The problem with moving away from coal power

October 30, 2013

On Tuesday, the US government announced it would stop investing coal power plants around the world in an effort to combat climate change. Here are the details from Reuters:

The U.S. Treasury said it would only support funding for coal plants in the world’s poorest countries if they have no other efficient or economical alternative for their energy needs.

For richer countries, it would only support coal plants that deploy carbon capture and sequestration, an advanced technology for reducing emissions that is not yet commercially viable. That essentially means the United States would limit coal funding to only the world’s poorest for now.

The US is currently the second-largest emitter of CO2 in the world, behind China, but gets a relatively small amount of its electrical energy from coal, percentage-wise. (Click the graphic to view a larger image.) 

The Reuters story also highlights the problematic trade-offs between stymieing climate change and encouraging economic growth:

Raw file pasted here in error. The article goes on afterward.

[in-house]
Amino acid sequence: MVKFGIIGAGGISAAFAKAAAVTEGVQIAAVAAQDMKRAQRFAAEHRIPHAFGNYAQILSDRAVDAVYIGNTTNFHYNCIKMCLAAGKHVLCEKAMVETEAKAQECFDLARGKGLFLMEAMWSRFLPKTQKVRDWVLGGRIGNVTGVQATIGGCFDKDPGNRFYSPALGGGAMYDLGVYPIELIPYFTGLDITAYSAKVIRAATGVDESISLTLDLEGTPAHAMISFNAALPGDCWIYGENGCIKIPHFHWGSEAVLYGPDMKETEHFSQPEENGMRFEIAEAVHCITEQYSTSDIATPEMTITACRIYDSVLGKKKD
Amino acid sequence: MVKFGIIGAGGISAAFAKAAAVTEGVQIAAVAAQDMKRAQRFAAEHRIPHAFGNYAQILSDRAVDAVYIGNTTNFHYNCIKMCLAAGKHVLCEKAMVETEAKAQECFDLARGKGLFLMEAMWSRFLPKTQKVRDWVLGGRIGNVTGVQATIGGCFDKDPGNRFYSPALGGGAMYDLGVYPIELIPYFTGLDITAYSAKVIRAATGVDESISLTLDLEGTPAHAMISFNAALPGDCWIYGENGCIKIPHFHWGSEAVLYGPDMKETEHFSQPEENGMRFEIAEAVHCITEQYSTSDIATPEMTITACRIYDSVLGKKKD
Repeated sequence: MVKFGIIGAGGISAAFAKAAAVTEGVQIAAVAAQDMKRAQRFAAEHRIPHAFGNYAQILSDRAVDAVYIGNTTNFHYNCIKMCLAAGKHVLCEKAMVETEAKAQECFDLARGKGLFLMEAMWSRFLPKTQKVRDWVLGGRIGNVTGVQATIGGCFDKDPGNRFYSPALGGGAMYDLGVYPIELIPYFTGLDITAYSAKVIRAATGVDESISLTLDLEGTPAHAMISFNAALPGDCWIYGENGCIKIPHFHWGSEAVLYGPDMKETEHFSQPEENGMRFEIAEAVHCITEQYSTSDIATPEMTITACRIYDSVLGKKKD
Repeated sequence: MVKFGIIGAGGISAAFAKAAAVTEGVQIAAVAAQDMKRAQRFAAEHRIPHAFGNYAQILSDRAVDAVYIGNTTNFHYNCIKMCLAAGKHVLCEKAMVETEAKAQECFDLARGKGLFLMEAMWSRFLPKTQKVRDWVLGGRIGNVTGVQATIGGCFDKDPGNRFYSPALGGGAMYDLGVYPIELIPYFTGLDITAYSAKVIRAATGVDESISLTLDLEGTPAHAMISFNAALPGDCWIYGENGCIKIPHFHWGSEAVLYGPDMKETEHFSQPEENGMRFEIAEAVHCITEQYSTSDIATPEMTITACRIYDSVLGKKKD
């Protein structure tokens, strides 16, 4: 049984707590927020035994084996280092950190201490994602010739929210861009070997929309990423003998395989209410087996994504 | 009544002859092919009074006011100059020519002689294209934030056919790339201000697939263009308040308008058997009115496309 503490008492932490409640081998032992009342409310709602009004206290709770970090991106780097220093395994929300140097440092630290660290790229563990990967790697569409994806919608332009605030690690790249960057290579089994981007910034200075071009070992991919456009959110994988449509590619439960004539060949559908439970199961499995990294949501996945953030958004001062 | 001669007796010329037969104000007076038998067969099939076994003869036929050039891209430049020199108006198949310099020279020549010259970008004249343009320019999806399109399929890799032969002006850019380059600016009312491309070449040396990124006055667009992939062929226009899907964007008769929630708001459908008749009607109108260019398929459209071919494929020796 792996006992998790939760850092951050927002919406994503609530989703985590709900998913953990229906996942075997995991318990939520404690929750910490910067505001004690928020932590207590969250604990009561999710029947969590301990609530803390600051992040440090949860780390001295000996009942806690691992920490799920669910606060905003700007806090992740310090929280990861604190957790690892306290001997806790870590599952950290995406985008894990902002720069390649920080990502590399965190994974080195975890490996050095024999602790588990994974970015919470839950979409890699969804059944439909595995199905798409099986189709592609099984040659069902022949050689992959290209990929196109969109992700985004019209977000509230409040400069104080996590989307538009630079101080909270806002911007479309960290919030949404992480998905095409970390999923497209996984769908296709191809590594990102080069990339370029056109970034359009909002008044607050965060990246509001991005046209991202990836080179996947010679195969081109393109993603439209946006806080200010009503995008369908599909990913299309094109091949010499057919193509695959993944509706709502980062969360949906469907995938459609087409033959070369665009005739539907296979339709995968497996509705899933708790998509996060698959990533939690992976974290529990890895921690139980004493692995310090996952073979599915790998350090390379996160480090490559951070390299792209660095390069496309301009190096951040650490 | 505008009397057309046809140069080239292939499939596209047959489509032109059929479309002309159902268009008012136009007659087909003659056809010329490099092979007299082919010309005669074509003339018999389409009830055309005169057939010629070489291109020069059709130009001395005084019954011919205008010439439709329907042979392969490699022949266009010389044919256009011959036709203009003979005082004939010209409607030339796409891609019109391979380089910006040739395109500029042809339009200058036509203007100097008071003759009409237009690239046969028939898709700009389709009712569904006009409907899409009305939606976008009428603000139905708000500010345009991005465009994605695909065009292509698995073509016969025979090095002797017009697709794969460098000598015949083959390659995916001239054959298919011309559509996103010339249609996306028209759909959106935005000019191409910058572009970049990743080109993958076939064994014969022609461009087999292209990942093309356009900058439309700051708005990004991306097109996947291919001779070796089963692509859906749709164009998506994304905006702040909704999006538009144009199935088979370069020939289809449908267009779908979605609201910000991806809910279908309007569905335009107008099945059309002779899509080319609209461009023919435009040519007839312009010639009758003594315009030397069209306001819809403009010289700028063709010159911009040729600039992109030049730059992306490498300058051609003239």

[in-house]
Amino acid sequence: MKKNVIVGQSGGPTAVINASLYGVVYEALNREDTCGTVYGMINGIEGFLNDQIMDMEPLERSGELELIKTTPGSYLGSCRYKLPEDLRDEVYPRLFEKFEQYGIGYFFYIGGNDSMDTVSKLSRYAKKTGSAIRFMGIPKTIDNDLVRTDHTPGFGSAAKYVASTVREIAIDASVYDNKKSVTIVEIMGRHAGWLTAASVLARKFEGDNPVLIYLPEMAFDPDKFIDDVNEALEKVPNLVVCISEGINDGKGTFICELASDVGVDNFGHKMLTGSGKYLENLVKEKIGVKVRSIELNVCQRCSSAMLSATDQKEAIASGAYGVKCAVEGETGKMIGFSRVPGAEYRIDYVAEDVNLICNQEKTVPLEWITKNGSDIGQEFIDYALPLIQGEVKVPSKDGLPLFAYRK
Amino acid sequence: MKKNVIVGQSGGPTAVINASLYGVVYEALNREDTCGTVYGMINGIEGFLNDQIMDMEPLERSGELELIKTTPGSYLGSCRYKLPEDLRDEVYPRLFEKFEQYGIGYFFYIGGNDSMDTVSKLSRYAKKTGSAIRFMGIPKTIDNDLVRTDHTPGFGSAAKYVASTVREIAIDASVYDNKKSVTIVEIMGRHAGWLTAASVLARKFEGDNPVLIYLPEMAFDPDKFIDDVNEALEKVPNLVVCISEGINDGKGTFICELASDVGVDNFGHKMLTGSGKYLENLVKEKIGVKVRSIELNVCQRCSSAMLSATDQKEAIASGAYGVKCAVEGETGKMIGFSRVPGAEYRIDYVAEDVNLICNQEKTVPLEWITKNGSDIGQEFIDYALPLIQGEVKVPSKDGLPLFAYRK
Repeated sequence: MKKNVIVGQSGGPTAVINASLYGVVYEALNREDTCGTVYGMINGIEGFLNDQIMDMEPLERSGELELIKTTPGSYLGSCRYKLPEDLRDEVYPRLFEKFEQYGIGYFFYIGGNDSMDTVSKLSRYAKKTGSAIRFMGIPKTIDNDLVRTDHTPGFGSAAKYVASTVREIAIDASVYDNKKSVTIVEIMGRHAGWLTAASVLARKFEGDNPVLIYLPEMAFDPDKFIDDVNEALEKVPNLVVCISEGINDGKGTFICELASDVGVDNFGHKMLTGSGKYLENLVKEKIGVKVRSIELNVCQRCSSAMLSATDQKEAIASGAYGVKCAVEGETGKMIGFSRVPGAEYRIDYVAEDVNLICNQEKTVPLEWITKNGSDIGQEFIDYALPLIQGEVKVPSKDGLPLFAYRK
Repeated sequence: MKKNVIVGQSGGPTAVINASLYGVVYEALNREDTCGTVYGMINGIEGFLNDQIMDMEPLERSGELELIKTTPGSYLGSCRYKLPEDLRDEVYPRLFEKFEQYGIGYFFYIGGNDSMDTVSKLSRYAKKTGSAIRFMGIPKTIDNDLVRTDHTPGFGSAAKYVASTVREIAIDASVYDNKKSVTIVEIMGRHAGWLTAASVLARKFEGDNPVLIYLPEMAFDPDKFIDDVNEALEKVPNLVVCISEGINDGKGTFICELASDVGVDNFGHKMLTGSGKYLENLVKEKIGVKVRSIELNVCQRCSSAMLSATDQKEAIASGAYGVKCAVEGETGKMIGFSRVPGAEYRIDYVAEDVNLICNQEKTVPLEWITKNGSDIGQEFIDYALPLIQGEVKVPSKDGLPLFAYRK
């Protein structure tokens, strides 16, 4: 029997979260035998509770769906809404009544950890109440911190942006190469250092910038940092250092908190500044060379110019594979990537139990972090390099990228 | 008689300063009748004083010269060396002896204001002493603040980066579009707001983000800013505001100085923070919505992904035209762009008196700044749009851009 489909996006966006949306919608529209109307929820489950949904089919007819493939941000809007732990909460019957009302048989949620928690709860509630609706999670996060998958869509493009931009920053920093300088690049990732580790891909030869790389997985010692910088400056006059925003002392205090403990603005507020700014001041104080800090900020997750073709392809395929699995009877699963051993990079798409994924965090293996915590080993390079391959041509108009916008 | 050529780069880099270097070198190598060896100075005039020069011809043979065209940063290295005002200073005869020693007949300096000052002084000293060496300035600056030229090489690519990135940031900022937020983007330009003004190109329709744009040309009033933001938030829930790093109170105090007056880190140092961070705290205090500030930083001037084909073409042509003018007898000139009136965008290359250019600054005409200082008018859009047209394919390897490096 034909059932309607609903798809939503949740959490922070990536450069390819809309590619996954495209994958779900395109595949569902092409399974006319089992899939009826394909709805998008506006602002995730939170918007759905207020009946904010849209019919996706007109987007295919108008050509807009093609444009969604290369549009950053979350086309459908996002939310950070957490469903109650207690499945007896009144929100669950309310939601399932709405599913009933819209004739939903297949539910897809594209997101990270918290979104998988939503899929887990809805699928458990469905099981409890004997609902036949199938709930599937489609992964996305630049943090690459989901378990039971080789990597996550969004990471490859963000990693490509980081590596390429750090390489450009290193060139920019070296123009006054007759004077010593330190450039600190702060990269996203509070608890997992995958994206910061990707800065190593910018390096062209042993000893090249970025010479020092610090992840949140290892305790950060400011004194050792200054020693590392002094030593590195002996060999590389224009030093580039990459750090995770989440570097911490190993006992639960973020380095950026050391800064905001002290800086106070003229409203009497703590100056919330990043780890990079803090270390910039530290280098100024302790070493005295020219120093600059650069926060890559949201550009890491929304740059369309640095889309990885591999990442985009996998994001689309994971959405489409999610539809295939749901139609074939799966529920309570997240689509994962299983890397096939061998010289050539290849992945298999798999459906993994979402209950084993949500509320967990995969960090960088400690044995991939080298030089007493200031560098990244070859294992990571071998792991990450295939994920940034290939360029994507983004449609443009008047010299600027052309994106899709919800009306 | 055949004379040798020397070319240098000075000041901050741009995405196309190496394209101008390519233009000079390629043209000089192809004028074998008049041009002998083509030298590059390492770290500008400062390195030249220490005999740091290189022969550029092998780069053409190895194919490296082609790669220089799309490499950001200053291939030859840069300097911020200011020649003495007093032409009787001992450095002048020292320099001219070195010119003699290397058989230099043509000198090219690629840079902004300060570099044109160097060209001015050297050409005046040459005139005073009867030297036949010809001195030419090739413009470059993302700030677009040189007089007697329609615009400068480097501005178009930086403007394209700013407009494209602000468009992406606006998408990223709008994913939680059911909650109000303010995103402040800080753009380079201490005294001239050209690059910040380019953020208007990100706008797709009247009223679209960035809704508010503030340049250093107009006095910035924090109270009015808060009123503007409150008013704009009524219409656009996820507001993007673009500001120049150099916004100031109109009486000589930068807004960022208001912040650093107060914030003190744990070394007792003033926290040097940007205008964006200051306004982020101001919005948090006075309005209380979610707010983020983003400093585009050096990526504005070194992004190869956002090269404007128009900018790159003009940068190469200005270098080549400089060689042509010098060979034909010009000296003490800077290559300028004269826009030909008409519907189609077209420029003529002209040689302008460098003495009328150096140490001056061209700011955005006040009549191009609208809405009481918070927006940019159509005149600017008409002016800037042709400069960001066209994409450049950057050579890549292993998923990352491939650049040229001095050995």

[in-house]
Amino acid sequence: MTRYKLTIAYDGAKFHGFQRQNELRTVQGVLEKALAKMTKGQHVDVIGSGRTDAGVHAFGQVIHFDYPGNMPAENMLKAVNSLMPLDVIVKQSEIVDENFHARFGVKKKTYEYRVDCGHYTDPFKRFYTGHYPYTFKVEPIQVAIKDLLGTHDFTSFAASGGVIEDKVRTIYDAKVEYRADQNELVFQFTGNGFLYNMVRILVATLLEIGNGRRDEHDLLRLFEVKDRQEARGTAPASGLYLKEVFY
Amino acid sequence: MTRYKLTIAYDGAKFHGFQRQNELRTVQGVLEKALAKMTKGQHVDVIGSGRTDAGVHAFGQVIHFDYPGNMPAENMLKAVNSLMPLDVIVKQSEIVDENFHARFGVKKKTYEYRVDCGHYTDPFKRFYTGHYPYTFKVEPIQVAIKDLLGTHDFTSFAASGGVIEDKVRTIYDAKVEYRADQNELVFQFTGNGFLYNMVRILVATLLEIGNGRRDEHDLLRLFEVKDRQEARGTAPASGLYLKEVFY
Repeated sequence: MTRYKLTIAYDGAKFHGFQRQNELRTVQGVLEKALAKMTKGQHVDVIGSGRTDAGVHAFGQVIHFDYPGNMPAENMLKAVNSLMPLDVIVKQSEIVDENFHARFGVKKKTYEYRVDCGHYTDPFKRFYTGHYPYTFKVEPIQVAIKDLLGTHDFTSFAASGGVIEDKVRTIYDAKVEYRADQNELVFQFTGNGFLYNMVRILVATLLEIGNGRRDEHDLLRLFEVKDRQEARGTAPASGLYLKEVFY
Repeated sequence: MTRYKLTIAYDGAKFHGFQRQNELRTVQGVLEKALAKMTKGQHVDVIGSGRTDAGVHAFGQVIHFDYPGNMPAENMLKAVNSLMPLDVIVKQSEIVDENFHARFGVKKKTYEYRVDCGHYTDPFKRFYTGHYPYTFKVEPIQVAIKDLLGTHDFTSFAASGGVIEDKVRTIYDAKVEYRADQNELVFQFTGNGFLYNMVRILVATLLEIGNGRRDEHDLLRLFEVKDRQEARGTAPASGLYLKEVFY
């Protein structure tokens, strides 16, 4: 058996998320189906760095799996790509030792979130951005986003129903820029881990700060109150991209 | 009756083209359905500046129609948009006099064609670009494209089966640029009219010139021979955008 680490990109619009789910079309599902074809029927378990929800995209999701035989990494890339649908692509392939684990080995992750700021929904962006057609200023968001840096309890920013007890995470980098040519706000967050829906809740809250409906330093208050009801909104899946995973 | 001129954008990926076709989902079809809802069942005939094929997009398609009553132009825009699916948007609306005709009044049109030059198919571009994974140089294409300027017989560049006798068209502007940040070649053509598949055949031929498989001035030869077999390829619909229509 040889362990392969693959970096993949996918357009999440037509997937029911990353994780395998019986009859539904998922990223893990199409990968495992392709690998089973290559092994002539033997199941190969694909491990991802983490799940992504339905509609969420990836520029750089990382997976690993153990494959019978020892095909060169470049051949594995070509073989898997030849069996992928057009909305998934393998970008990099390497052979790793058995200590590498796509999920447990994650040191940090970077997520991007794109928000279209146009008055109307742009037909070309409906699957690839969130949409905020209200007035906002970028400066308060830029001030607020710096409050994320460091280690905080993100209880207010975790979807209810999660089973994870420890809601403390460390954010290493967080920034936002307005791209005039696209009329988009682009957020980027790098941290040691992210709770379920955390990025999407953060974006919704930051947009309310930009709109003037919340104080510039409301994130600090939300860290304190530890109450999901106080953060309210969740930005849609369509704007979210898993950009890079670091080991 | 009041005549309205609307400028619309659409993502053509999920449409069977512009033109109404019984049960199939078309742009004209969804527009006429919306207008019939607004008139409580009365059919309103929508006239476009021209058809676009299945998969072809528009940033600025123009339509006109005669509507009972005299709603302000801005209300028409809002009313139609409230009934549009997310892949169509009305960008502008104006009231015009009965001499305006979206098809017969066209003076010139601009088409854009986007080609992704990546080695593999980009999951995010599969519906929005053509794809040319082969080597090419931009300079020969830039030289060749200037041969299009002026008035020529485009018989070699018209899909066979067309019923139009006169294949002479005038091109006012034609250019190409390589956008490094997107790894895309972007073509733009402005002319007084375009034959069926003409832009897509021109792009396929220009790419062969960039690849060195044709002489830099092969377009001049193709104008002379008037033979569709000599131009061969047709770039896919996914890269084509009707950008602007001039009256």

The World Bank last approved funding for a coal-fired power plant in 2010 in South Africa, despite lack of support from the United States, Netherlands and Britain due to environmental concerns.

Multilateral institutions like the World Bank have come under criticism for urging global action to cut emissions of carbon dioxide while simultaneously funding coal-fired power plants. But others also fret that a lack of public funding for coal could impair energy access in poor countries that are struggling to grow.

China is trying to move away from coal to natural gas, but the country simply doesn’t have enough natural resources for that to be feasible in the long term. From Reuters Tuesday:

A chronic shortage of natural gas is hurting China’s plan to move away from burning coal to heat homes and offices, raising the prospect of more choking air pollution this winter and beyond.

The problem is worst in northern China, where air pollution mainly caused by decades of reliance on coal has lowered life expectancy by an estimated 5.5 years compared to the south, Chinese and international researchers said in July.

In the chart below, you can see how quickly demand has increased since 1990, making it even more difficult to move away from coal:


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